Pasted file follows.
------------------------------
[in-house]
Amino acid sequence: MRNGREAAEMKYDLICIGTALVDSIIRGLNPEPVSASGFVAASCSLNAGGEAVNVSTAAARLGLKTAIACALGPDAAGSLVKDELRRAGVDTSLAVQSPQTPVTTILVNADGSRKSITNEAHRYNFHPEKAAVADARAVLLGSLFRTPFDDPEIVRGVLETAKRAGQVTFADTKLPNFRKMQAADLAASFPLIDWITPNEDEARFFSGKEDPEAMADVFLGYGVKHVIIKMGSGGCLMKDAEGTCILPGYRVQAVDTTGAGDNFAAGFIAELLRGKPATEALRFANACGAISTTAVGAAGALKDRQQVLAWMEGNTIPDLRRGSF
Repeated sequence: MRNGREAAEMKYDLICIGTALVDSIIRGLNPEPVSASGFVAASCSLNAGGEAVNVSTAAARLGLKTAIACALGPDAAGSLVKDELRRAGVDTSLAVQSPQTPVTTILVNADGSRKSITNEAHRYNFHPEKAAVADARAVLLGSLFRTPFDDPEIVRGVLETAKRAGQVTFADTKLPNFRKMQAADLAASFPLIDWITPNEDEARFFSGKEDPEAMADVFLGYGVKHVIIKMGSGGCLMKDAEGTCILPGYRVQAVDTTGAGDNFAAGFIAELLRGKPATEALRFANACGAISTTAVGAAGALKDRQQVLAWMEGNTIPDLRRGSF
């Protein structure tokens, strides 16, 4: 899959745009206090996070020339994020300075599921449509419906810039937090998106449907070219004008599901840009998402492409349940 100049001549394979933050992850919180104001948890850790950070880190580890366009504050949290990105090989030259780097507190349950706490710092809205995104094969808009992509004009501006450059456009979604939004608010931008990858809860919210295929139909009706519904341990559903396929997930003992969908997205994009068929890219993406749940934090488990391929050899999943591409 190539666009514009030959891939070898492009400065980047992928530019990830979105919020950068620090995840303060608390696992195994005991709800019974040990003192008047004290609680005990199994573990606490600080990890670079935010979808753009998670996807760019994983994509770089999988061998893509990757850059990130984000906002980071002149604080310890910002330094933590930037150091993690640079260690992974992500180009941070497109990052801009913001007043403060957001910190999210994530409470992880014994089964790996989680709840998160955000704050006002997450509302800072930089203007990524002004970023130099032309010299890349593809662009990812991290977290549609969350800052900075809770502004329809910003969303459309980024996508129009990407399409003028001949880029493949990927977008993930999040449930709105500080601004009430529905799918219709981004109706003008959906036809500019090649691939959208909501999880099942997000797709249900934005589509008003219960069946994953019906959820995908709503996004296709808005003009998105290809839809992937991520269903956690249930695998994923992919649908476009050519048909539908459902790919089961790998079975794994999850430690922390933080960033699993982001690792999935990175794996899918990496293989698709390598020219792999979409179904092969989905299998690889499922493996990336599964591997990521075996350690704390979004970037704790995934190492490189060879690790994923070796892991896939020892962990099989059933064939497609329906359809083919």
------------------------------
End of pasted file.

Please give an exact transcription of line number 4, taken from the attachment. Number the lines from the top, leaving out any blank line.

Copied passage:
């Protein structure tokens, strides 16, 4: 899959745009206090996070020339994020300075599921449509419906810039937090998106449907070219004008599901840009998402492409349940 100049001549394979933050992850919180104001948890850790950070880190580890366009504050949290990105090989030259780097507190349950706490710092809205995104094969808009992509004009501006450059456009979604939004608010931008990858809860919210295929139909009706519904341990559903396929997930003992969908997205994009068929890219993406749940934090488990391929050899999943591409 190539666009514009030959891939070898492009400065980047992928530019990830979105919020950068620090995840303060608390696992195994005991709800019974040990003192008047004290609680005990199994573990606490600080990890670079935010979808753009998670996807760019994983994509770089999988061998893509990757850059990130984000906002980071002149604080310890910002330094933590930037150091993690640079260690992974992500180009941070497109990052801009913001007043403060957001910190999210994530409470992880014994089964790996989680709840998160955000704050006002997450509302800072930089203007990524002004970023130099032309010299890349593809662009990812991290977290549609969350800052900075809770502004329809910003969303459309980024996508129009990407399409003028001949880029493949990927977008993930999040449930709105500080601004009430529905799918219709981004109706003008959906036809500019090649691939959208909501999880099942997000797709249900934005589509008003219960069946994953019906959820995908709503996004296709808005003009998105290809839809992937991520269903956690249930695998994923992919649908476009050519048909539908459902790919089961790998079975794994999850430690922390933080960033699993982001690792999935990175794996899918990496293989698709390598020219792999979409179904092969989905299998690889499922493996990336599964591997990521075996350690704390979004970037704790995934190492490189060879690790994923070796892991896939020892962990099989059933064939497609329906359809083919």